Foo Fighters' 20th anniversary comes with an album, its own cable docuseries and an ambitious mission to tell the story of America through its indigenous music

If Dave Grohl is gunning for the title of rock's top overachiever, he is well on his way. Since forming Foo Fighters in 1995, he has churned out seven albums that have sold a combined 11.1 million copies, according to Nielsen SoundScan; he directed the 2013 documentary Sound City -- about the fabled former Los Angeles recording studio of the same name - which boasts a 100 percent review score on Rotten Tomatoes; he crossed off "jam with Paul McCartney" on his bucket list; and, in April, was inducted into the Rock and Roll Hall of Fame as a member of Nirvana. As he told a crowd at the 2013 Sundance Film Festival premiere of Sound City, "Next, I'll be flying your plane to Dulles."

More Foo Fighters

What actually is next on Grohl's to-do list is the new, as-yet-untitled Foos album, due this fall, which might be the band's most ambitious yet. The band visited eight American cities rooted in music -- Seattle, Chicago, Austin, Nashville, Los Angeles, New Orleans, New York and Washington, D.C. -- where Grohl, 45, interviewed some of the musicians who helped shape those sounds and used each conversation as inspiration to write and record an original song for the album. Grohl filmed this creative process for an HBO hourlong series he is directing that will debut around the time that the album is released (November, says a source). The footage will feature the Foos performing with local artists interviewed for the project, such as Cheap Trick's Rick Nielsen in Chicago. "After making Sound City, I realized that the pairing of music and documentary works well because the stories give substance and depth to the song, which makes for a stronger emotional connection," Grohl tells Billboard of the project's genesis. "So I thought, 'I want to do this again, but instead of just walking into a studio and telling its story, I want to travel across America and tell its story.'"

As he did with Sound City, Grohl handled the booking and interviewing of some of the film's subjects himself. “It completely relieves any of that middleman tension,” he says. “It’s artist to artist, talking about music.”  He is also supervising the editing process.  The workload, as well as the scope of the project  “is a fucking beast,” he says.  “It's basically the history of American music broken down to the cultural roots of each place: Why did Chicago become a blues capital? Why did country go to Nashville? Why did the first psychedelic band, Thirteenth Floor Elevators, come from Austin? How did the second line rhythm make its way to New Orleans? It's crazy."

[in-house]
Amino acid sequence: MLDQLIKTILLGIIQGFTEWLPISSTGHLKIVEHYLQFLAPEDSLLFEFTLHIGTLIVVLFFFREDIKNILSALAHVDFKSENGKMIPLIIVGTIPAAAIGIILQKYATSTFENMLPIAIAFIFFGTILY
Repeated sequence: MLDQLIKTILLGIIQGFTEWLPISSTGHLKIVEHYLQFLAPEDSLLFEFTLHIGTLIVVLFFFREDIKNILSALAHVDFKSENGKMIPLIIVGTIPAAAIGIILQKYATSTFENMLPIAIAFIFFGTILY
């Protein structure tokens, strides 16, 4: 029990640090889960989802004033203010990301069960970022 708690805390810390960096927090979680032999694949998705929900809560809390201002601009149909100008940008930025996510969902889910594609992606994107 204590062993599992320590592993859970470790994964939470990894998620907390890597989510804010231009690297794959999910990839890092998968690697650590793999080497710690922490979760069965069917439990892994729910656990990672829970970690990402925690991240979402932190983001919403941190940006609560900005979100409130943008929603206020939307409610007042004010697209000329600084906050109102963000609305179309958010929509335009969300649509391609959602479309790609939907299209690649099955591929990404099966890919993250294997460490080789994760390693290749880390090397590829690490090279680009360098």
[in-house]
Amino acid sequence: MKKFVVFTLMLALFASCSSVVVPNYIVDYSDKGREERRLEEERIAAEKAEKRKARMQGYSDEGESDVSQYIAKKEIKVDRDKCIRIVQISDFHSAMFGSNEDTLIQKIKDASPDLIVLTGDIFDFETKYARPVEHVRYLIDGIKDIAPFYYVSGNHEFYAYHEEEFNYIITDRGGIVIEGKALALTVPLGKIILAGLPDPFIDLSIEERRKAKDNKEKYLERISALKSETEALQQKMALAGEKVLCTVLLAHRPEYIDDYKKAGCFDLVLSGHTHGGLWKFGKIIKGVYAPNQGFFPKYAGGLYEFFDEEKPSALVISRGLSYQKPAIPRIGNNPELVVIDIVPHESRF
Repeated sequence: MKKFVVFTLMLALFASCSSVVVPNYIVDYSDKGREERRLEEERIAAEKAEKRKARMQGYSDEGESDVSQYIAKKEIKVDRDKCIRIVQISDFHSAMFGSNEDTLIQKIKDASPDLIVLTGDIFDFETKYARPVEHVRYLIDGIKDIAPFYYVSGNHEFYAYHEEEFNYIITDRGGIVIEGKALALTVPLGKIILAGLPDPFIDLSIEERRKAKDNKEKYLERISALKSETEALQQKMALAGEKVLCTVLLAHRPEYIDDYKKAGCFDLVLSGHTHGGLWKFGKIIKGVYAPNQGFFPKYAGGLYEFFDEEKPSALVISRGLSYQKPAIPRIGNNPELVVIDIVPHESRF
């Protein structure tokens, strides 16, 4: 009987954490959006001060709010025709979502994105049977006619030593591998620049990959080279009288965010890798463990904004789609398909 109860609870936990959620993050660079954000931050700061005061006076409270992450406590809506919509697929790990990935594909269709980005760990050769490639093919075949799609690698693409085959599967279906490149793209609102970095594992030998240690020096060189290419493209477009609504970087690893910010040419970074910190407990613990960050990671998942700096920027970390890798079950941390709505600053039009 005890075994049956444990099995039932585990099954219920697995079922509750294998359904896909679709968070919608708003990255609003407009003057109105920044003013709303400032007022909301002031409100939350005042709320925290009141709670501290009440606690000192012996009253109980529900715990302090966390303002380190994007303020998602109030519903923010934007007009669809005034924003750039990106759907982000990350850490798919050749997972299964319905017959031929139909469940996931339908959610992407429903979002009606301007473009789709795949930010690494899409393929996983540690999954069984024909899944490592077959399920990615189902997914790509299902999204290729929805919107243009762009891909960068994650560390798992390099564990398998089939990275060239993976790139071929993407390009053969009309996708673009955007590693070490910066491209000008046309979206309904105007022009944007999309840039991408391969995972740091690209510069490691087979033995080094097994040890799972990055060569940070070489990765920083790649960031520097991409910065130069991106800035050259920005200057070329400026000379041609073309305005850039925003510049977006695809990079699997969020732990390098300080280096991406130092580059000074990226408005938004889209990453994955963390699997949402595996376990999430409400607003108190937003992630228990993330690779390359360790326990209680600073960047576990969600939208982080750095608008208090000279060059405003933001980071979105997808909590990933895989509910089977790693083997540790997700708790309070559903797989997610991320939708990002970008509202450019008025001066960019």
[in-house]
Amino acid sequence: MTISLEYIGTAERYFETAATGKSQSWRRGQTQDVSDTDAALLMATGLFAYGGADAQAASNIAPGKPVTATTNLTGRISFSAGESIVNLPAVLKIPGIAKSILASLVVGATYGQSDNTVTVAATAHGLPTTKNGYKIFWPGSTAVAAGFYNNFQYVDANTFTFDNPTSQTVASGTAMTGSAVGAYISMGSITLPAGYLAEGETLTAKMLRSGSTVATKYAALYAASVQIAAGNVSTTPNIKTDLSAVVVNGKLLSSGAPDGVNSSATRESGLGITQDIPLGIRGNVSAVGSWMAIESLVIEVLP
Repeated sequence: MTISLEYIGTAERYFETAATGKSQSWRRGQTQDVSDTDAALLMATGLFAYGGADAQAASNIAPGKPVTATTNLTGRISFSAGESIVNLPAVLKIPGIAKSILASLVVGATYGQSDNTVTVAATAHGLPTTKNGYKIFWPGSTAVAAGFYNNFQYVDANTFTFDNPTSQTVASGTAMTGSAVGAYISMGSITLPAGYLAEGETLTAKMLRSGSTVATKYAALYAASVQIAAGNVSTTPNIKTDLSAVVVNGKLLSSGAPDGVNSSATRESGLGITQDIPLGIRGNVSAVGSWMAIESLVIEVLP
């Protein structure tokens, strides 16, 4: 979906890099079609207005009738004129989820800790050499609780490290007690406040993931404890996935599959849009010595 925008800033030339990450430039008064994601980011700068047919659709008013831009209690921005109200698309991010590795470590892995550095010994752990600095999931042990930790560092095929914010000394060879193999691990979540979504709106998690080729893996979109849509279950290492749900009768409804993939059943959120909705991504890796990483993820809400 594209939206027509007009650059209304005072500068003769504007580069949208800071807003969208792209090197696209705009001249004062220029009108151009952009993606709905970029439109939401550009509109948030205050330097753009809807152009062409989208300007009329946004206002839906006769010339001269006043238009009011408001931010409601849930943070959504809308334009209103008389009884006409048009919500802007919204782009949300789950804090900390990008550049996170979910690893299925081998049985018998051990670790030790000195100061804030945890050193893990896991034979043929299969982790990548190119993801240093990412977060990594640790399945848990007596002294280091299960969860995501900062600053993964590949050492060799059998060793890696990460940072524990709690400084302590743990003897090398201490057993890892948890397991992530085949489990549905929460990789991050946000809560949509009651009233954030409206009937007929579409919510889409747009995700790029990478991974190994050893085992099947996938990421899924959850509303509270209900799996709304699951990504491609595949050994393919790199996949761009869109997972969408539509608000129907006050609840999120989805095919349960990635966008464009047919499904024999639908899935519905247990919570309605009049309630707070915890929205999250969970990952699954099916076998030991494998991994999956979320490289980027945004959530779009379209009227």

Crazier, perhaps, is Grohl's decision to use this cultural expedition to inform the Foos' next album, which promises to stretch the bounds of the band's hard-rock hooks. The hip-hop and soul-inflected blues of Gary Clark Jr. was on the menu in Austin, Zac Brown for Nashville and Eagles member Joe Walsh added a dash of country rock during a session in Joshua Tree, Calif., that was part of the band's visit to L.A. Butch Vig, who helmed 2011's Grammy-winning Wasting Light, returns to produce - again recording in analog.

The Foos’ most unlikely collaboration took place in New Orleans with the Preservation Hall Jazz Band in mid-May. The track that resulted incorporates horns and jazz tones, says Grohl, and while in NOLA, the band shut down St. Peter Street in the French Quarter on May 17 to perform a surprise show at Preservation Hall. The doors to the legendary venue were opened so that the band could play to the jam-packed block.

“Those doors haven't been open to the street in 60 years,” says Grohl, who notes that not only were HBO’s cameras rolling, a crew from CBS’ 60 Minutes was capturing the event for an upcoming segment by Anderson Cooper. “A hundred feet away from Bourbon Street on a Saturday night — it was fucking chaos,” he says.

For its closing number, "This Is A Call," the band was joined onstage by “Trombone Shorty” Andrews, who ably handled a horn solo and Preservation Hall Jazz Band drummer Joe Lastie and clarinetist Charlie Gabriel. The latter, Grohl explains, is 82 and a fourth-generation New Orleans musician. “His family came here in 1850 — I mean, that's deep,” says Grohl. “It's like standing in a forest of musicians and you're looking up at enormous trees. It’s fucking beautiful. It’s epic.”

Foo Fighters play at Preservation Hall

Foo Fighters play at Preservation Hall in New Orleans on May 17, 2014.Andrew Stuart

Having landed 27 songs on Billboard's Alternative chart in the last two decades - 20 of them in the top 10 ­- the Foos' upcoming album could be considered a risky commercial venture. After all, says Brad Hardin, evp of programming and rock and alternative brand manager for Clear Channel: "The Foo Fighters are a core artist for alternative and rock radio, delivering a robust library to both formats from the late 90s to now. We are very excited and eagerly awaiting the follow-up to Wasting Light."

Whatever direction this new record takes, Grohl makes no apologies. "As we were coming down from the success of the last record, I thought, 'Now we have license to get weird,' " he says. "If we wanted, we could make some crazy, bleak Radiohead record and freak everyone out. Then I thought, 'F- that.' " The goal, he adds, is to make stadium anthems that startle. Instead of just "banging out these big choruses, because that's what we do, we're banging them out in the middle of instrumental sections that will take you by surprise," he says. "The music is a progression or an evolution, for sure, but it's a Foo Fighters record." 

This article first appeared in the May 31 issue of Billboard. Click here to buy your own copy.

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